Economic development is a top priority for First Nations communities across Canada, but one Aboriginal-owned, Victoria-based consulting company believes creating economic plans without taking into consideration social development issues leads to business disaster.
Ainjil Hunt, 41, and Carol Anne Hilton, 36, believe so strongly that a holistic approach to business is needed that they decided to make a career out of the concept.
'Transformation: Social and Economic Development’ provides a global business model that creates a positive impact on communities, organizations and corporations.
Transformation offers advisory services in the fisheries, aquaculture, forestry, tourism, energy and mining industries. It also supports decision making for resource management through strategy, policy and governance.
"It's really the only company of its kind," said Hilton, a member of the Hesquiaht First Nation. "It's incorporated each of our skill sets," she added, explaining that she brings a wealth of economic knowledge to the table, while Hunt is an expert in the social development arena.
The company's focus is on increasing the presence of First Nations in business while building a local economy, driving innovation, creating jobs, promoting growth and helping communities realize their potential for opportunity, wealth, health and self-reliance.
Transformation began in 2003 and offers problem solving solutions, facilitator needs and capacity building tips for communities, organizations and governments locally, nationally and internationally.
Transformation fosters both individual and collective wellbeing through economic growth, building a healthy environment and vibrant communities now and into the future, said Hunt, company creator and a member of the Namgis First Nation in Alert Bay.
"What we're setting up to do is create a business model that unites business and culture," said Hilton, Transformation CEO.
"The social health of our families has to meet the economic wealth of our communities," she continued.
"Social and economic development are the primary drivers of community building," Hilton explained.
She said some First Nation clients have confidence issues which throws a roadblock up in their path to business successes, and she blames an "Indian Affairs" mindset for their struggles.
"We want clients to understand how powerful First Nations are and can be," she said. "We want First Nations to understand, through powerful decision-making, leadership and action, to step outside of the limitations of [Indian and Northern Affairs Canada]."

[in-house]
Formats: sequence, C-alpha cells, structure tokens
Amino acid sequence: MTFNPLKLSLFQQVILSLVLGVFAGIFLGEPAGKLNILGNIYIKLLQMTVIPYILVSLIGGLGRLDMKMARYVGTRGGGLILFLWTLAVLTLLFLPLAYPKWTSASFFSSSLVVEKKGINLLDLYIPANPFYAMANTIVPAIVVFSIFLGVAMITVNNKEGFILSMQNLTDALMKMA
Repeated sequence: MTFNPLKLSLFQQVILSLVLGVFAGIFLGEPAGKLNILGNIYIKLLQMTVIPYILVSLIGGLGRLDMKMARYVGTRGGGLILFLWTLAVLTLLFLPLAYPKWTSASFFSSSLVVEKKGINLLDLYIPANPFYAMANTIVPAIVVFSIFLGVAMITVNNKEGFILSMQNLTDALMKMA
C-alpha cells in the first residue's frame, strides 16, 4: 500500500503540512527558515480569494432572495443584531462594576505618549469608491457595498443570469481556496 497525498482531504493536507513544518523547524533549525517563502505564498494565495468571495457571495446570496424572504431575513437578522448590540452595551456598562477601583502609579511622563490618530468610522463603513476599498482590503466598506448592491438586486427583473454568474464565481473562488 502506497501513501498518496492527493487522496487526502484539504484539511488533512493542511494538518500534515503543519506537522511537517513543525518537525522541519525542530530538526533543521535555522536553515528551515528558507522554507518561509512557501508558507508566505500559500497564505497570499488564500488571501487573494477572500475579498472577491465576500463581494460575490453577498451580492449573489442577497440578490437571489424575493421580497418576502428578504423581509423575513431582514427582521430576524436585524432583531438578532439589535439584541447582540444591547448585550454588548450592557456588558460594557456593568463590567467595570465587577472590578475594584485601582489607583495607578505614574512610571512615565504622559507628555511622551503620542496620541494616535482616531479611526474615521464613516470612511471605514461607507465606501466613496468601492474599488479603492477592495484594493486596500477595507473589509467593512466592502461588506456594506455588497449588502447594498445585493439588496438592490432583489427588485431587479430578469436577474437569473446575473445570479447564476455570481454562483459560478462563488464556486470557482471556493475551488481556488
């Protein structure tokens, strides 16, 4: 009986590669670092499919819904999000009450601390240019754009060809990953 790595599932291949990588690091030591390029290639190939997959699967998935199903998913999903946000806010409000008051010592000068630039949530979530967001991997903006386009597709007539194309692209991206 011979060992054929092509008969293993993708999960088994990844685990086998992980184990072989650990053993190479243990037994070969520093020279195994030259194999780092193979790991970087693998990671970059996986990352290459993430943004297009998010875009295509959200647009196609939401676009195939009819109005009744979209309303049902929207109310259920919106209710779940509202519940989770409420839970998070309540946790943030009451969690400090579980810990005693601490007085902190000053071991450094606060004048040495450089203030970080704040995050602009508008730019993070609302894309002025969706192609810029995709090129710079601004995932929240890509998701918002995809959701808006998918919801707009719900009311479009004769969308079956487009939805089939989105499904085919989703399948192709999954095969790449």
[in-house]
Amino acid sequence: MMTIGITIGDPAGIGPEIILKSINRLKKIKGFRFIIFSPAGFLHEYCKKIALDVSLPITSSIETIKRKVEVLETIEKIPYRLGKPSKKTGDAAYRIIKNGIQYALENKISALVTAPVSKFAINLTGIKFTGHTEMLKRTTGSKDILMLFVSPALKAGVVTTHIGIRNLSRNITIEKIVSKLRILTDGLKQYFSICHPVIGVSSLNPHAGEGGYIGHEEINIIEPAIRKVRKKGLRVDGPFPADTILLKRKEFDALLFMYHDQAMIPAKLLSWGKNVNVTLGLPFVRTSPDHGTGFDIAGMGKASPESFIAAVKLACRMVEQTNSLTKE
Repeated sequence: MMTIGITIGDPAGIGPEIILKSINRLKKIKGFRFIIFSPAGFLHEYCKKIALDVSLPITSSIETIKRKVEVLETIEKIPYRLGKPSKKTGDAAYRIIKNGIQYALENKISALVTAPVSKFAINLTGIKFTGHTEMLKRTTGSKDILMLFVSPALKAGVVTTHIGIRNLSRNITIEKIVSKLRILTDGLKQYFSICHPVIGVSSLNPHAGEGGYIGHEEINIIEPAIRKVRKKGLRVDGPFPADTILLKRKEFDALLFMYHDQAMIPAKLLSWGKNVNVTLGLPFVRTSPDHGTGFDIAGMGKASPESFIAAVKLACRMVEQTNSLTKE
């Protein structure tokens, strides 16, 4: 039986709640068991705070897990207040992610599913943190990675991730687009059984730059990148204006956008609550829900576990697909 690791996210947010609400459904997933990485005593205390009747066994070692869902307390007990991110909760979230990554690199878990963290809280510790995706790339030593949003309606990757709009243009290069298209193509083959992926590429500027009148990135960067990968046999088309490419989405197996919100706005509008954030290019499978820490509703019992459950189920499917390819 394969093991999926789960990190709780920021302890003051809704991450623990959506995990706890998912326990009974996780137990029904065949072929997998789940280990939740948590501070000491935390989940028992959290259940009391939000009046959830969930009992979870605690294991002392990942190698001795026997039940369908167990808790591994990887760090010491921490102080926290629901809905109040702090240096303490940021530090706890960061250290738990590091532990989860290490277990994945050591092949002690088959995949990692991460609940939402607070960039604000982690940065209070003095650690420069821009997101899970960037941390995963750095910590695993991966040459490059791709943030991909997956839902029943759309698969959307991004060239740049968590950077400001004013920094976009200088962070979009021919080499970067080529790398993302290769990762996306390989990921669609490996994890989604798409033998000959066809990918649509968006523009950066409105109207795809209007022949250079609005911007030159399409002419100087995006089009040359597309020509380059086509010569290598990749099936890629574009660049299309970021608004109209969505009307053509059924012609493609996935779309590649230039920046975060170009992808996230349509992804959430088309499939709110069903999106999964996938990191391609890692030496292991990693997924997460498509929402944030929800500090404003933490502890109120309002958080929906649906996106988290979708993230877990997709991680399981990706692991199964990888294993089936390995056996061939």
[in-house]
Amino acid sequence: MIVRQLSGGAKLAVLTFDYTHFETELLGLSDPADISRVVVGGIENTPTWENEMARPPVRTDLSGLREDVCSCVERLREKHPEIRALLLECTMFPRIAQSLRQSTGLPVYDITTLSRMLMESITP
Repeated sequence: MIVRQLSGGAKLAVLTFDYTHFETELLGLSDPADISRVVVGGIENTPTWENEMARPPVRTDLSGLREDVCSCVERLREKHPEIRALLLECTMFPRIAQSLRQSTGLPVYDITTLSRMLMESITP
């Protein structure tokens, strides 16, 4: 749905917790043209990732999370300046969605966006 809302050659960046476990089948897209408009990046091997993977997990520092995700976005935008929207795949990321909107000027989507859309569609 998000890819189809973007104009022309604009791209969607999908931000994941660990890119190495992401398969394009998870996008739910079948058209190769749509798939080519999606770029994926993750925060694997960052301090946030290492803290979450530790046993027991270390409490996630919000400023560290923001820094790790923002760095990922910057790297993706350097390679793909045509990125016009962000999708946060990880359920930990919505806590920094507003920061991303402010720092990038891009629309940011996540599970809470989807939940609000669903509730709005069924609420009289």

"I really believe that our people are held back or limited because we can't think ahead of poverty anymore," Hilton said.
"At Transformation, we are not only promoting economic growth, but we are also promoting a healthy and vibrant community," Hunt explained.
"We believe that social and economic development components have to parallel each other."
As strong First Nations business women, Hunt and Hilton are role models and just two of many Indigenous women determined to climb the business ladder.
Women statistically are returning back to school at a higher rate than men. There is a shift towards educated women taking leadership roles, building strong business relationships and bringing new perspectives to communities.
Transformation is growing and Hunt and Hilton are involved in "nation to nation" discussions with representatives in Bosnia and China.
"We want to be able to bridge the gap and create relations through national and international partnerships," Hilton explained.
But closer to home, ties between Transformation and local First Nation organizations are formed.
Bev Martin, CEO of Khowutzun Development Corporation, the economic development branch of the Cowichan Tribes, hired Trasformation to facilitate a meeting last month and she says she was pleased with the outcome.
"We wanted a facilitator and we wanted someone who was First Nations," Martin said, when asked why Cowichan chose to use Transformation's services.
"It was very good. It was well-planned out and they had a lot of great ideas and they were able to give us a lot of suggestions on how they saw [the economic development plan] flowing," she said.
Like Hunt and Hilton, Martin said incorporating social development into First Nations economic development plans is not only smart, it is vital.
"It won’t work without it," Martin said.
Without government training and community support regarding First Nations economic development ventures, communities "set themselves up to fail."
"You really need the community involvement and there really needs to be a connection," she explained.
Cowichan Tribes Chief Lydia Hwitsun agrees.
"There are social, cultural and economic costs that must be considered and valued when planning for social development and economic development," she told Ha-Shilth-Sa.
Chief Hwitsun said she values Transformation for their facilitation and professionalism.
"Transformation brings a strong grounding in First Nations’ worldview," she said. "They have high capacity skill sets and a genuine interest in seeinr—helping—First Nations succeed."
"[It was] helpful, responsive facilitation with a positive attitude. [And they were] well prepared," she added.
"We build strong relationships [and] we've been really well-received," said Hilton.
"[Transformation] is starting to shift the way business is done," she added.
"It really puts the power and control into First Nations’ hands."
To learn more about Transformation, visit their Web site at www.transformationinternational.ca